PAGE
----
MBBS MRCS PhD
Clinical Lecturer and Specialist Registrar in General Surgery
My research explores mechanisms of immunological activation and tolerance following transplantation. I am particularly interested in understanding why certain organs, specifically the liver, are less likely to undergo rejection following withdrawal of immunosuppressive medications. My work describes the central role of extracellular vesicles (EVs) released from transplanted tissues in eliciting and coordinating recipient immune responses. EVs released from the transplanted liver possess specific properties which can act to tip the immune response towards a state of tolerance. An understanding of these pathways can serve to guide the development of novel approaches to organ specific immunotolerance, thereby minimising the need for conventional, highly toxic immunosuppressive regimens. In collaboration with partners in industry, my current focus is on harnessing the inherent capacity of EVs for targeted delivery of bioactive molecules and engineering them to develop biotherapeutics in transplantation and in liver diseases.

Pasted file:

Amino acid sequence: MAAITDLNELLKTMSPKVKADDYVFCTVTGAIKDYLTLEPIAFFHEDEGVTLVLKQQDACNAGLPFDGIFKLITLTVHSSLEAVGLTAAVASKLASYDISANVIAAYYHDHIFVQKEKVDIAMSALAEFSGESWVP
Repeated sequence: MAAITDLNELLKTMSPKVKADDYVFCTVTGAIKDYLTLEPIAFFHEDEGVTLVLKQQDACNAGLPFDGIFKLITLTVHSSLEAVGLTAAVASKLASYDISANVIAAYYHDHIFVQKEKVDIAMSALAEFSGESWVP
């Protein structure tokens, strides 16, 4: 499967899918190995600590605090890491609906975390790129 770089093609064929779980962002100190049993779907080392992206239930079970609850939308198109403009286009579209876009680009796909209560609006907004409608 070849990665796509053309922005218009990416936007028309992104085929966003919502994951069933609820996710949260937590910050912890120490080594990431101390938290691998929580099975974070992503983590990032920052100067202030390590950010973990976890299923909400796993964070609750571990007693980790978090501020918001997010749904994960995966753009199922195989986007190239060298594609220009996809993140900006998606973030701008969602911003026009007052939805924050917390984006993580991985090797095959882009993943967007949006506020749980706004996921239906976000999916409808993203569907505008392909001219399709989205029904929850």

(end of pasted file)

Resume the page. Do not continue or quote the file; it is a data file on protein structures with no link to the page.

Elective Cancer Surgery in COVID-19–Free Surgical Pathways During the SARS-CoV-2 Pandemic: An International, Multicenter, Comparative Cohort Study
Glasbey JC. and Bhangu A., (2020), Journal of Clinical Oncology, JCO.20.01933 - JCO.20.01933
Delaying surgery for patients with a previous SARS-CoV-2 infection.
COVIDSurg Collaborative None., (2020), Br J Surg
Endoscopic vacuum therapy (EVT) in the management of oesophageal perforations and post-operative leaks.
Mastoridis S. et al, (2020), Minim Invasive Ther Allied Technol, 1 - 9
Impact of donor extracellular vesicle release on recipient cell "cross-dressing" following clinical liver and kidney transplantation.
Mastoridis S. et al, (2020), Am J Transplant
Endoscopic Vacuum Therapy (EVT) for Oesophageal Perforations and Leaks: The Oxford Experience
Mastoridis S. et al, (2020), BRITISH JOURNAL OF SURGERY, 107, 49 - 49